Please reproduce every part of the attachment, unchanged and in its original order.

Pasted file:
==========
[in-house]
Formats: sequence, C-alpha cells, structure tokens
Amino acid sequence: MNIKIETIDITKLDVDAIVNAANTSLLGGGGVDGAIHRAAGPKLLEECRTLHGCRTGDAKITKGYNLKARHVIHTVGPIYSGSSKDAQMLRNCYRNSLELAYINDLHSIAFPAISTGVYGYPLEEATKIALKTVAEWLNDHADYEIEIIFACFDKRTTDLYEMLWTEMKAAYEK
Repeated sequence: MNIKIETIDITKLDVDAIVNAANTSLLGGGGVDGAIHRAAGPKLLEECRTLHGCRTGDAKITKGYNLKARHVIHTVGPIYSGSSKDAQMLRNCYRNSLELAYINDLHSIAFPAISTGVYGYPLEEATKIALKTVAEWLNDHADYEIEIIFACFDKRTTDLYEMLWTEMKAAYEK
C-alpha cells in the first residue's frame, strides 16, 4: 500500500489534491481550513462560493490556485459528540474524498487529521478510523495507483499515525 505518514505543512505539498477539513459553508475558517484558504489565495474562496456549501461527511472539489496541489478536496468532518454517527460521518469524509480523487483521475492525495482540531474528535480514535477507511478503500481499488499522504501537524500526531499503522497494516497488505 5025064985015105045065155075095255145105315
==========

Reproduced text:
[in-house]
Formats: sequence, C-alpha cells, structure tokens
Amino acid sequence: MNIKIETIDITKLDVDAIVNAANTSLLGGGGVDGAIHRAAGPKLLEECRTLHGCRTGDAKITKGYNLKARHVIHTVGPIYSGSSKDAQMLRNCYRNSLELAYINDLHSIAFPAISTGVYGYPLEEATKIALKTVAEWLNDHADYEIEIIFACFDKRTTDLYEMLWTEMKAAYEK
Repeated sequence: MNIKIETIDITKLDVDAIVNAANTSLLGGGGVDGAIHRAAGPKLLEECRTLHGCRTGDAKITKGYNLKARHVIHTVGPIYSGSSKDAQMLRNCYRNSLELAYINDLHSIAFPAISTGVYGYPLEEATKIALKTVAEWLNDHADYEIEIIFACFDKRTTDLYEMLWTEMKAAYEK
C-alpha cells in the first residue's frame, strides 16, 4: 500500500489534491481550513462560493490556485459528540474524498487529521478510523495507483499515525 505518514505543512505539498477539513459553508475558517484558504489565495474562496456549501461527511472539489496541489478536496468532518454517527460521518469524509480523487483521475492525495482540531474528535480514535477507511478503500481499488499522504501537524500526531499503522497494516497488505 5025064985015105045065155075095255145105315